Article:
Hyein Jeon moved to the United States from Korea when she was in high school. During that time, she worked at a health clinic to help the underserved population in Shrewsbury, Massachusetts. After high school, Hyein attended University of Rochester in New York. She then moved to Maryland and worked for the National Institutes of Health doing thymic epithelial cell research for three years. When she decided she wanted to go to medical school, she looked for schools that fostered the humanistic aspects of care. Drexel became a top choice. Hyein is currently a third year medical student at Drexel. She volunteers at a student-run clinic at St. Raymond’s working with homeless population who are battling chronic illnesses. She says the clinic is an important component of her education because it teaches things that you can’t learn in a textbook. She enjoys working with patients not only on their health but also thinking creatively in overcoming their barriers to health care such as transportation and nutrition. Hyein greatly appreciates Drexel’s commitment to service because she gets to interact with the community she hopes to care for after getting her degree. After graduating, Hyein wants to continue working in a clinic setting providing oncology services.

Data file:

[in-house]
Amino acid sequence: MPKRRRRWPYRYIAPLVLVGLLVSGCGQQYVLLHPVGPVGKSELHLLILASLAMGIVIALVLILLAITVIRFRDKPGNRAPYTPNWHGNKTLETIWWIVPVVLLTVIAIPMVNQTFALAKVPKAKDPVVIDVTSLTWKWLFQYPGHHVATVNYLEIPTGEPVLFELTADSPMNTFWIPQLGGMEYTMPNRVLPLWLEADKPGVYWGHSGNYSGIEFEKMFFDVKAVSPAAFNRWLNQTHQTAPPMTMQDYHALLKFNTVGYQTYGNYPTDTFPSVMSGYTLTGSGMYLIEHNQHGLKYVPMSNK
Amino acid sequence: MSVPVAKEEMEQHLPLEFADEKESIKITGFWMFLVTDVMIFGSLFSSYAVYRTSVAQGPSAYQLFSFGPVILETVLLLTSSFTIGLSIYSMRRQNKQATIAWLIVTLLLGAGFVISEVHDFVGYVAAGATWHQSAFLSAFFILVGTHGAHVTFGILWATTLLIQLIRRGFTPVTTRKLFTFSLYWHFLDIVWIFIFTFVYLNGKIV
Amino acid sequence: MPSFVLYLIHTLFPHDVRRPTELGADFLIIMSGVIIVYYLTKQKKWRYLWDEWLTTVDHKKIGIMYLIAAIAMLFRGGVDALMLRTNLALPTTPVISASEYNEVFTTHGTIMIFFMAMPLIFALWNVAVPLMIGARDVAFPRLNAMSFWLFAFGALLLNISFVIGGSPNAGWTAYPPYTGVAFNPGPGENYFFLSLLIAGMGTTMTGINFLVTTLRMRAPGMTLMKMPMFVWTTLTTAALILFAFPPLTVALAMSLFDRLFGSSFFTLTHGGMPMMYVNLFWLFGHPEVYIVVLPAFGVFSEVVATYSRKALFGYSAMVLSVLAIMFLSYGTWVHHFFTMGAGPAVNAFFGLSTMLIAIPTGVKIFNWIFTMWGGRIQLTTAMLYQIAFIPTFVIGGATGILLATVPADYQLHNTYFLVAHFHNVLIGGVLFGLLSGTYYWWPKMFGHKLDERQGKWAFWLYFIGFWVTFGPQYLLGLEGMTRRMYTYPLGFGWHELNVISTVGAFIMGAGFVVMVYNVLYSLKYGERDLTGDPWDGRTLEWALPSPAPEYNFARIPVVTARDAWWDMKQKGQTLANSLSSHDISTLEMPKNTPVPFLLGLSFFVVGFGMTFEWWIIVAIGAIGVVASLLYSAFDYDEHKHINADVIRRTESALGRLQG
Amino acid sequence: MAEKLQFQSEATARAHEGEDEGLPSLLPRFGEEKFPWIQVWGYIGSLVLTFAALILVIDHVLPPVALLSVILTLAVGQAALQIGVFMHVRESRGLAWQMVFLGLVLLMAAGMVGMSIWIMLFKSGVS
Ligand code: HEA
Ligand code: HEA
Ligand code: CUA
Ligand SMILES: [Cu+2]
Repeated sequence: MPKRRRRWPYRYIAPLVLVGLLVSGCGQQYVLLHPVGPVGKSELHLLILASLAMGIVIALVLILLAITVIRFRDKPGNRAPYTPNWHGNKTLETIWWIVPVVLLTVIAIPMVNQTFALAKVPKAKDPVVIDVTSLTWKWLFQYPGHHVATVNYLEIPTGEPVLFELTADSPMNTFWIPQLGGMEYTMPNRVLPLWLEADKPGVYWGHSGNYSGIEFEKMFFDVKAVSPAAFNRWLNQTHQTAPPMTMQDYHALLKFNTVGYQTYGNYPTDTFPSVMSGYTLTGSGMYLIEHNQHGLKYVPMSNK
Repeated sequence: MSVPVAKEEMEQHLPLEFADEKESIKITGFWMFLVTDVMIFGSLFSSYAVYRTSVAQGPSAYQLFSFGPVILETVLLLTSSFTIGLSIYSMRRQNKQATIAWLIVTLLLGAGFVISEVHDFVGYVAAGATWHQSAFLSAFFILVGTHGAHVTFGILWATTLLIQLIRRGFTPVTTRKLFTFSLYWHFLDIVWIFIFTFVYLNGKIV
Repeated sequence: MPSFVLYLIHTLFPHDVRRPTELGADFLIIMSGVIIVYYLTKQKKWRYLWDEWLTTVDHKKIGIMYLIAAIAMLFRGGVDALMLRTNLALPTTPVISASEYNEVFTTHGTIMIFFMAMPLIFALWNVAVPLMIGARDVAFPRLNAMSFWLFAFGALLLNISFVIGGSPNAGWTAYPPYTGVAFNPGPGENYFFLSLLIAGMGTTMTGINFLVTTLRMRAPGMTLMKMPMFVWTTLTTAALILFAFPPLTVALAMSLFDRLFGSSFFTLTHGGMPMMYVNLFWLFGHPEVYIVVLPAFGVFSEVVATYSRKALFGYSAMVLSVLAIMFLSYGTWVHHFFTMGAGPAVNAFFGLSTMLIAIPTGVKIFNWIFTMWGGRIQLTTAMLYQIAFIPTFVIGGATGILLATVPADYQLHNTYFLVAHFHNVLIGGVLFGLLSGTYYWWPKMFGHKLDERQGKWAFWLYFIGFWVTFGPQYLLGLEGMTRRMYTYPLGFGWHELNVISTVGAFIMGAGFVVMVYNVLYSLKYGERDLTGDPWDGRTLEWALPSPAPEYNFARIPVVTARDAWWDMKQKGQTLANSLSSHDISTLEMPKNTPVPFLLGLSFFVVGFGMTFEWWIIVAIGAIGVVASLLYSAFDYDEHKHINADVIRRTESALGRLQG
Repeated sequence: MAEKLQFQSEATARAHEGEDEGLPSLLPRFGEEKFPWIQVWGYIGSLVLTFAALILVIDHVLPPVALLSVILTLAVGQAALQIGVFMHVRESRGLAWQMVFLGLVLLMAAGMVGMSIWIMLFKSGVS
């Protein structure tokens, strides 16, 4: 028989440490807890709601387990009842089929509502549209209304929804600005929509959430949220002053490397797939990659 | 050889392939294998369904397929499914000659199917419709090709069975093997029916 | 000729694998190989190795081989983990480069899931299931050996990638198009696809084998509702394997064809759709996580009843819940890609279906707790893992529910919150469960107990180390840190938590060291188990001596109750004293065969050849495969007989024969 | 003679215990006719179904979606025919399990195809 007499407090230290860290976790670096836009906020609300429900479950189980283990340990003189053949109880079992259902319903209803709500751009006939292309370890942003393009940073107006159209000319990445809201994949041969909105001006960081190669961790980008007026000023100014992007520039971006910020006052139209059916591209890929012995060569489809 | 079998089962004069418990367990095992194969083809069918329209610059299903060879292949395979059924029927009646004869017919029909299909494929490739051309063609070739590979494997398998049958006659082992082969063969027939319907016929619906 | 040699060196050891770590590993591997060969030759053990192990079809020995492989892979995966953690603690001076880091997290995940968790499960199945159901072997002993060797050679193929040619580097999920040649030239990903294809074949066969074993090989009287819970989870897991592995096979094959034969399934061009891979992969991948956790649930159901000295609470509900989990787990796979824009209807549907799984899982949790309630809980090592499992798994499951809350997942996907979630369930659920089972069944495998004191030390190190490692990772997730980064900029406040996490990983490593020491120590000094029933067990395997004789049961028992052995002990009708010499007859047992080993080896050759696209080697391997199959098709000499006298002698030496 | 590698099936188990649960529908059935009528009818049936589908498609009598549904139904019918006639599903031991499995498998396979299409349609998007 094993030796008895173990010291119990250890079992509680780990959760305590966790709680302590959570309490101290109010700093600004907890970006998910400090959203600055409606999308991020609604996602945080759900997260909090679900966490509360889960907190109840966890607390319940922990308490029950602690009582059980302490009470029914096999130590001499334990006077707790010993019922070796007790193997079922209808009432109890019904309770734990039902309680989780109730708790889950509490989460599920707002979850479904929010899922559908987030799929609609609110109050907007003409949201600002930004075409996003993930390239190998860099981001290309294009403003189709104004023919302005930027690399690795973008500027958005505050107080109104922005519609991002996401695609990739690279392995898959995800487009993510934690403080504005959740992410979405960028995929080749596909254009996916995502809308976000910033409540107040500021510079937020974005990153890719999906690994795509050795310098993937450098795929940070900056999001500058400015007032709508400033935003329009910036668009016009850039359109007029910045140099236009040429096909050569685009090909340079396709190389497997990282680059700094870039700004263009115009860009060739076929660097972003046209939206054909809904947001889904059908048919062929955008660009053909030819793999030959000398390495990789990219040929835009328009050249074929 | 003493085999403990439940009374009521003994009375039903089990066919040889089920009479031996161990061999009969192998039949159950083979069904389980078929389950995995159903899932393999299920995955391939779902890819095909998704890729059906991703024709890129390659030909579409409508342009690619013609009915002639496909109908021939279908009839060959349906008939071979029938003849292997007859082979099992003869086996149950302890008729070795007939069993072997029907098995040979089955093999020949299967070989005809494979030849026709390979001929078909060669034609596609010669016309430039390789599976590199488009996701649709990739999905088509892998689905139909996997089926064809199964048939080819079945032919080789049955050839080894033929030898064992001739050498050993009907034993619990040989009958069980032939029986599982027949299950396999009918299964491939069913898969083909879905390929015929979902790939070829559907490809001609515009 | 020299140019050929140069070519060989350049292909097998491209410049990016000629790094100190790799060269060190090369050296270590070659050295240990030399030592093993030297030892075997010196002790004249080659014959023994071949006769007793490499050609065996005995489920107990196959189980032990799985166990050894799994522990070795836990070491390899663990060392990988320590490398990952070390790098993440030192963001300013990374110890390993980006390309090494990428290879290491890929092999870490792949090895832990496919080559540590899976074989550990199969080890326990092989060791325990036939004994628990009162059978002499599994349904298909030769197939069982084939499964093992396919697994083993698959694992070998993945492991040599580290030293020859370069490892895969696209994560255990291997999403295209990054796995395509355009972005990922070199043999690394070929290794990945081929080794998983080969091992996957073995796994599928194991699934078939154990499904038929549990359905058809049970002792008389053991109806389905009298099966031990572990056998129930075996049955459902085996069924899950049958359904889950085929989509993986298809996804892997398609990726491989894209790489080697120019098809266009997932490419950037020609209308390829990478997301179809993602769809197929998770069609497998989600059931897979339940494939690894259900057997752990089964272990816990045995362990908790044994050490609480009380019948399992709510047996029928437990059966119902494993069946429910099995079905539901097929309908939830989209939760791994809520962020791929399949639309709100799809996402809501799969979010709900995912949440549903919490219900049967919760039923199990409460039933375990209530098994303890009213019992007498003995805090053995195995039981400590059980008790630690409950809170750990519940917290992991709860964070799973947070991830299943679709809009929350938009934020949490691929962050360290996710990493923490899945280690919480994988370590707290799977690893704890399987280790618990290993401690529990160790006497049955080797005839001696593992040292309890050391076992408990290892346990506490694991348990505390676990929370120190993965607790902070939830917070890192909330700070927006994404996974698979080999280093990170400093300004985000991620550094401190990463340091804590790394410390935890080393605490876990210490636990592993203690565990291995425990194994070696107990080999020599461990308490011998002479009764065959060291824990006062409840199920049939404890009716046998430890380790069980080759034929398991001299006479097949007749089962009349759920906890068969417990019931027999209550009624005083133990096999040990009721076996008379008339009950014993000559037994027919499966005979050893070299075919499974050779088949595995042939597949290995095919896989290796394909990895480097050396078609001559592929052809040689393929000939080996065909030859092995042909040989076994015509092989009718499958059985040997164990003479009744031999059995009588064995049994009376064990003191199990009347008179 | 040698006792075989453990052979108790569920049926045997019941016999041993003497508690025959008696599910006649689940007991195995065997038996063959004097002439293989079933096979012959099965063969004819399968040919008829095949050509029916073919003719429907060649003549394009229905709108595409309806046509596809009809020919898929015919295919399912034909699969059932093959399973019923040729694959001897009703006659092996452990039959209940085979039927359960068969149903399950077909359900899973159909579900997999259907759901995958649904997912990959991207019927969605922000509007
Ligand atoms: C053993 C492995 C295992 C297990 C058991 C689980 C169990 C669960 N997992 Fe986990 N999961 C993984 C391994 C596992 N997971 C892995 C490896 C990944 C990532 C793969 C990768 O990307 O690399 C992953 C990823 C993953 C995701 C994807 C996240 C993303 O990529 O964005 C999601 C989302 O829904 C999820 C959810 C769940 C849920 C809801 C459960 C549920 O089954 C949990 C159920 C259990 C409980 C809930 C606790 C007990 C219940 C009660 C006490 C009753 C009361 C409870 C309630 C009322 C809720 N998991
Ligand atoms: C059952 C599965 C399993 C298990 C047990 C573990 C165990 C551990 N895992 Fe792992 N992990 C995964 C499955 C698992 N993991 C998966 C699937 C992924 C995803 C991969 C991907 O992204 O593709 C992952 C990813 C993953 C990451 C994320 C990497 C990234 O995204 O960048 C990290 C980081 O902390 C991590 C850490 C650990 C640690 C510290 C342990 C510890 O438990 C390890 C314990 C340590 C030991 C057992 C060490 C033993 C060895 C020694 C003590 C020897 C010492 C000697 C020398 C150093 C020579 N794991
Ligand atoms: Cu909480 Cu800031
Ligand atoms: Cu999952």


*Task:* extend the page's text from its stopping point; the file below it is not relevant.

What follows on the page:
My major was a Cell and Developmental Biology major, and I spent three years doing research. I had an exciting time, and got back to work.
I've always worked at this free clinic. The patients that came in were underinsured, underprivileged and disadvantaged and had very little access to medical care. And I just found it very rewarding and cherishing for not only the patients, but as a physician and being able to give them hope in terms of what can they achieve instead of just only be able to offer the traditional methods.
The school is very committed to having students work in community services. We do have to study at some point, but at the same time, I think the school gives us a lot of opportunities to interact with the community that we'll eventually be serving.
There's one special professor named Dr. Wagner, who has just shown nothing but care and genuine passion. He just is living in that moment while he's at the clinic, and learning that is something that you cannot get from a textbook. This clinic serves an underserved population. Students from Drexel will come in and help screen different aspects of health, and it's so gratifying to see all of the smiling faces. Seeing that as a student and knowing that the impact that I can make as a student at Drexel, I think, is very rewarding for me.
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Drexel University College of Medicine
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